Elon Musk, the eccentric billionaire and founder of multiple technology businesses with futuristic goals, is also a very controversial figure. He’s no doubt one of the most high profile entrepreneur in the world who gets in trouble very often because of his tweets and bold actions.

A few months in past he deleted Facebook pages of Tesla and SpaceX after getting into an argument with a Twitter user. A few weeks in past, he created controversy by calling a diver involved in Thai Cave Rescue Mission – a pedophile – for which he later apologized.

On 7th August, Musk dropped another bomb on Twitter by announcing that he might take his car company Tesla private in a record transaction of $72 billion valuing the company at $420 per share. He also added that funding to take Tesla private had been secured.

Many industry analysts and journalists started to criticize Elon Musk, when he didn’t offer enough evidence that he has actually lined up the necessary funding to take Tesla private.

A bunch of them argued that this can be a blow up for short-sellers – investors who take overpriced shares and sell them, then they wait for the price to get lower and buy the shares with lower prices making a big profit along the way. Elon Musk has always been very vocal in his tweets to criticize these short-sellers.

On Friday, Elon Musk was sued by two of such investors who blamed him for fraud and engineered scheme to mislead short–sellers by power play. These lawsuits were filed after three days of Elon Musk’s tweet. The plaintiffs Kalman Isaacs and William Chamberlain accused Musk for his conduct stating that it caused to inflate Tesla’s stock price artificially violating the federal securities laws.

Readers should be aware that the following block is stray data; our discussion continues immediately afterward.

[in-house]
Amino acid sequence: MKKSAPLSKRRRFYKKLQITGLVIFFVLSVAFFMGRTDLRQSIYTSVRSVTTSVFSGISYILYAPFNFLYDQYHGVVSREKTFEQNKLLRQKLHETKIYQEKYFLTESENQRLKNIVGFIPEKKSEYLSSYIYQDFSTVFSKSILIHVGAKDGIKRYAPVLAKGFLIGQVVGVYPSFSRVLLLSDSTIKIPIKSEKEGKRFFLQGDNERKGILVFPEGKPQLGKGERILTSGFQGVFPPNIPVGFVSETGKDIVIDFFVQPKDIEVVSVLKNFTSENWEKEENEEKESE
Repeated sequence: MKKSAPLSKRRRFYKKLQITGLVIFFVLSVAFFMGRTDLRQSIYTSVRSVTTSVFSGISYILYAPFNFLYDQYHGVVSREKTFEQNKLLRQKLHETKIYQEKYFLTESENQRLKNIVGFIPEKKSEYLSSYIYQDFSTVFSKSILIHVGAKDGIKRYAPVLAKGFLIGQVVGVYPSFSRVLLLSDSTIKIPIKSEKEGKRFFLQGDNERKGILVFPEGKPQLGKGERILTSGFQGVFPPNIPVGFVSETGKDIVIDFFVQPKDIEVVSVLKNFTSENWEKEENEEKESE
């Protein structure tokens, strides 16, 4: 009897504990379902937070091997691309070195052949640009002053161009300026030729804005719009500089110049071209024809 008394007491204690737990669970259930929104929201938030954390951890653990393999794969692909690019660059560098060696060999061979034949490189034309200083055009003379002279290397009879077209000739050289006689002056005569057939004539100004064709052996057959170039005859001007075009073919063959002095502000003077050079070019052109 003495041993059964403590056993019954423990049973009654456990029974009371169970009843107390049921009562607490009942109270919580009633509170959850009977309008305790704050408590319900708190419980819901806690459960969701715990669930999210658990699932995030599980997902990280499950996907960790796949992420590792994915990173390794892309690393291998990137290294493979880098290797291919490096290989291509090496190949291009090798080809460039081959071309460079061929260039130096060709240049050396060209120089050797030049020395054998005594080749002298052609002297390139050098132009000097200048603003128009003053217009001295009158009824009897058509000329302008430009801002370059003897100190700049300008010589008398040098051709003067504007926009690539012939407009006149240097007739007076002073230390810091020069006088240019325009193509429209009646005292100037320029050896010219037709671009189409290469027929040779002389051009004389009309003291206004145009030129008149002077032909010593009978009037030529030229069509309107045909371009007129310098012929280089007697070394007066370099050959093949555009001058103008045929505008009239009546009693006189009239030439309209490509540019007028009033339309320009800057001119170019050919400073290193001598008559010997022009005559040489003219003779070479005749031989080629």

The stock price of the Tesla raised to 13 percent above from the stock price of the previous day right after the tweet. The price has been settled again to two-thirds of that gain.
US Securities and Exchange Commission had started to begun investigation on Elon Musk and Tesla’s activities about this matter. But Elon Musk remained silent on the matter, up until now.

In a blog post published on this Monday, Elon Musk cleared up inquiries about Tesla going private by saying that his claim last week was based upon ongoing conversations with Saudis.

He said that Saudi Arabian sovereign wealth fund has been approaching him multiple times about taking Tesla private for almost last two years. After buying 5 percent of Tesla stock through the public market, the Saudi fund reached out to him to ask for another meeting on 31st July after which the Elon found it likely that a deal with Saudi sovereign fund could be closed, Elon Musk said.

“Before anyone is asked to decide on going private, full details of the plan will be provided, including the proposed nature and source of the funding to be used. However, it would be premature to do so now.”

He also added that:

“I continue to have discussion with the Saudi fund, and I also am having discussions with a number of other investors. … It is appropriate to complete those discussions before presenting a detailed proposal to an independent board committee.”

The Saudi sovereign fund hasn’t made any comment on it but according to a Wall Street Journal report, it’s considering to raise its holdings in Tesla.

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